December 24, 2015 12:37:25 pm
When BCCI boss Shashank Manohar said the Decision Review System has to be ‘foolproof’, I’m sure he didn’t mean eliminating the guy sitting in front of the TV and getting decisions wrong after 25 replays.
Yes, ladies and gentlemen, I am referring specifically to the first-ever day-night Test ever, at Adelaide in November, where umpire Nigel Llong gave new definition to the word ‘foolproof’.
He didn’t give Nathan Lyon out, when he was out. He didn’t see the hot spot as Lyon top-edged the pink ball.
He didn’t see Lyon walk almost all the way to the dressing room after seeing the replay.
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Simply, he didn’t.
What he did see was Lyon shaking his vehemently after hitting the ball, like all true-blue Aussie batsmen.
Long story short, Lyon was part of a 74-run partnership which sealed the series in Australia’s favour.
What that decision also did was make the Board of Control for Cricket in India (BCCI) cheer lustily. Since Llong didn’t see, didn’t hear, didn’t.
Llong took long, very very long, to come to the wrong decision.
Exactly why Mr. Manohar says BCCI won’t adopt DRS till it is, well, foolproof.
Not sure if Manohar is given to cheering, but anyone in his place, who would be against the DRS, would be cheering every time the English umpire took a look at the appeal and messed up.
Perfect advertisement for the BCCI’s point of view, I must say.
One more thing that keeps us guessing is the exact role of the on-field umpire.
Now, there was a time when the umpires carried way fewer things. Over the years, their workload and payload have both gone up. Ironically, their roles have taken a dive in the opposite direction.
Gone are the days of carrying a notepad, pen, a ball shaper and a pair of small scissors.
Then came the light meter. Followed by the walkie-talkie (initially, some guys had to carry mobile phones!).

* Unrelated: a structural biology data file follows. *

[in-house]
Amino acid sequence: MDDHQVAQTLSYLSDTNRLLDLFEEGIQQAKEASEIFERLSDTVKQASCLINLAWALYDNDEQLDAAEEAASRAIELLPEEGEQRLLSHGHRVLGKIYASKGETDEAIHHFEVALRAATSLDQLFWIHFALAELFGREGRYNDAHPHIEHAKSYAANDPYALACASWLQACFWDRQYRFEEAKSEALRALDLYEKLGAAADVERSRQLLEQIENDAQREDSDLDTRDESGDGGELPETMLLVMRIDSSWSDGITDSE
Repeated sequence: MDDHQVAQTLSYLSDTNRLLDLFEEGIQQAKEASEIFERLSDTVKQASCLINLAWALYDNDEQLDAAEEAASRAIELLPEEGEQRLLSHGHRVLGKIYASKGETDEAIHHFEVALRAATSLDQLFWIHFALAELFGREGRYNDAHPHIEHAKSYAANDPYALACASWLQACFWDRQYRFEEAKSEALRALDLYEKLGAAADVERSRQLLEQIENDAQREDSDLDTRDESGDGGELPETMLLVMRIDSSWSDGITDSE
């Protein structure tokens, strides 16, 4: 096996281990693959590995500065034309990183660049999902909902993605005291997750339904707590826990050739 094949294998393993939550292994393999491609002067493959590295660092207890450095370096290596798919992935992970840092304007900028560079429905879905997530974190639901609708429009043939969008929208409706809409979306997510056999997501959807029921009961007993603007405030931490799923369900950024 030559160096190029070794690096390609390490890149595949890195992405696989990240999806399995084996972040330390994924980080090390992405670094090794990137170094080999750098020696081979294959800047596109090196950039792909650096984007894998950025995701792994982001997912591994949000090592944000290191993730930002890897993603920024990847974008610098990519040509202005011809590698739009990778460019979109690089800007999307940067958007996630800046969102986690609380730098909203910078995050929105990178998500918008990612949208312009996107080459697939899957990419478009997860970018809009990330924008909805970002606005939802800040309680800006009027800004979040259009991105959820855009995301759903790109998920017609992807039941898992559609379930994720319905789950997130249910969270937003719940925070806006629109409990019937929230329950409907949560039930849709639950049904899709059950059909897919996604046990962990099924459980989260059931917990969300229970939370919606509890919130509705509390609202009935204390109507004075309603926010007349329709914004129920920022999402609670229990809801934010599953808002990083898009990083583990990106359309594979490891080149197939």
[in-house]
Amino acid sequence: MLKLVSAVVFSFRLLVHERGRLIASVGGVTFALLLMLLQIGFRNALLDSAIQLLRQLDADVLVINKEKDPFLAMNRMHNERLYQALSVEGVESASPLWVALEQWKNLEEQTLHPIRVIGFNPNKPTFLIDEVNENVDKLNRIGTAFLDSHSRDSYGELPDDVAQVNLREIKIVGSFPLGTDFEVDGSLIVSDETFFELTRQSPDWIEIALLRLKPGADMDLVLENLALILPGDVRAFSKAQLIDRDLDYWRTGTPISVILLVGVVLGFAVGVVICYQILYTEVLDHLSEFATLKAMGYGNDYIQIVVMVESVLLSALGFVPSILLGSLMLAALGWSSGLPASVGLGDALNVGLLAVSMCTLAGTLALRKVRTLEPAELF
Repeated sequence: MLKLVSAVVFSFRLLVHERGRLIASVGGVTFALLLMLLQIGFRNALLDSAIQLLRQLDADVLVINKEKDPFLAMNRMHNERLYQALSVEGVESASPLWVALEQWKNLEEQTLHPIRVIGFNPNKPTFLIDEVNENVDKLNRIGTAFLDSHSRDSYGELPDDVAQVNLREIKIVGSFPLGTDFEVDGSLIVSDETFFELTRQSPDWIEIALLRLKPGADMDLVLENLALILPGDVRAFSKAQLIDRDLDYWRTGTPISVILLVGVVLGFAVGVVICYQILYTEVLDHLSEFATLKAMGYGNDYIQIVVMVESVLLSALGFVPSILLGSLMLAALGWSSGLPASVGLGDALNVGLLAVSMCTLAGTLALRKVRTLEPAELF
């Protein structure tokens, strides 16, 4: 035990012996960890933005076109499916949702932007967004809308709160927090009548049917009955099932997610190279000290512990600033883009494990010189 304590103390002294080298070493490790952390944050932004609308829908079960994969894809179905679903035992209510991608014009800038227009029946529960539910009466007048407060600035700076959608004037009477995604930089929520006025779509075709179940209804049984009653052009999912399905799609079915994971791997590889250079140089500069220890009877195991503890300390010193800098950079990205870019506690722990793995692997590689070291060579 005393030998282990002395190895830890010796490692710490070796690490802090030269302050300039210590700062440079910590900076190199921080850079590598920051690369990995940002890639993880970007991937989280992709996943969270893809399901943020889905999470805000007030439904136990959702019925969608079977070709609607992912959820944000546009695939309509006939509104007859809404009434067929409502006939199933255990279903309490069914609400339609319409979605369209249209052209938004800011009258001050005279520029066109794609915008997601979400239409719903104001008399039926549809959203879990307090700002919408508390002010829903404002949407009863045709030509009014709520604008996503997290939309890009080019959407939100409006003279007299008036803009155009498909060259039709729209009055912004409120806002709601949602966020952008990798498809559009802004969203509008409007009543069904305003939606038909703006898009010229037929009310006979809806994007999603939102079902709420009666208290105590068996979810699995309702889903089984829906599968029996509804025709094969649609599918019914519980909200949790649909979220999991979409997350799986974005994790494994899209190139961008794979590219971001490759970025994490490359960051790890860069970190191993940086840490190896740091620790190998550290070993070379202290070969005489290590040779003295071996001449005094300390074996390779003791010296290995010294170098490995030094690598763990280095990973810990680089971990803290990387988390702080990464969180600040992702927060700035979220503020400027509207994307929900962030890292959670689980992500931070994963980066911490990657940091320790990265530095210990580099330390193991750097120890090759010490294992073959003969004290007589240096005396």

Then came the two-way radio stuck on the belt, the earpiece. In some tournament, the umpires had to lug cameras on top of their caps. The sheer weight of all this must be nuts.
Plus, given the huge bats being used nowadays, I am sure the officials wear abdomen guards. Why they don’t wear helmets take us back to the old joke was to which parts of the male anatomy the said males value more.
This brings me to a question which has been bothering me for a long time. Exactly what is the no-ball rule now?
Like in football, I just don’t get the off-side rule any more. I mean, who is off-side and who isn’t? If the guy is off-side but not at a certain place, it doesn’t matter if he is off-side. Oh, never mind.
So in cricket, if the front foot rule is that if the bowler’s front foot lands outside beyond the inner edge of the crease, it’s a no-ball.
Fine. Then why don’t the umpires call them?
Have you seen the number of no-balls that go uncalled nowadays? Almost all the no-balls are the ones off which batsmen get out.
Once the guy is out, then the third umpire wants to check no-ball. Or the on-field umpire.
But wasn’t that the whole idea? To have that chappie stand there and ensure the bowlers weren’t overstepping?
It’s all so confusing really.
No wonder Manohar doesn’t smile.
Farewell McCullum: That same Test, the one in Adelaide, also showed the strength of character that Brendon McCullum possesses.
There are several skippers in world cricket who wouldn’t stop whining about that clanger that cost his side the series.
But McCullum didn’t say a word. Which makes him a star.
He was a star anyway. Along with AB de Villiers, he is one batsman at least yours truly would go miles to watch.
What a batsman. Fearless and often reckless, he has often left us asking for more, cursing that his stay on the square was so short.
He is the champagne stuff of attack, never back down and hit everything.
So it will be a pity when he signs off at home in February.
Just as well that he does quit against the traditional rivals Australia. As things stand, New Zealand may well have a thing or two to get back at the Aussies for.
McCullum epitomises the kind of players whose approach makes a refreshing change from the other stars.
They do not care about stats, about how many runs short they are of which landmark, where they need to get how many runs to cross which aggregate or average.
These are players like Brian Lara, De Villiers, Virender Sehwag and McCullum. It is indeed a privilege to see them in action.
Equally a privilege to see them lead. I can list many other captains who would be in the dock with the ICC for taking pot shots at Llong. McCullum was silent.
But that’s another story.
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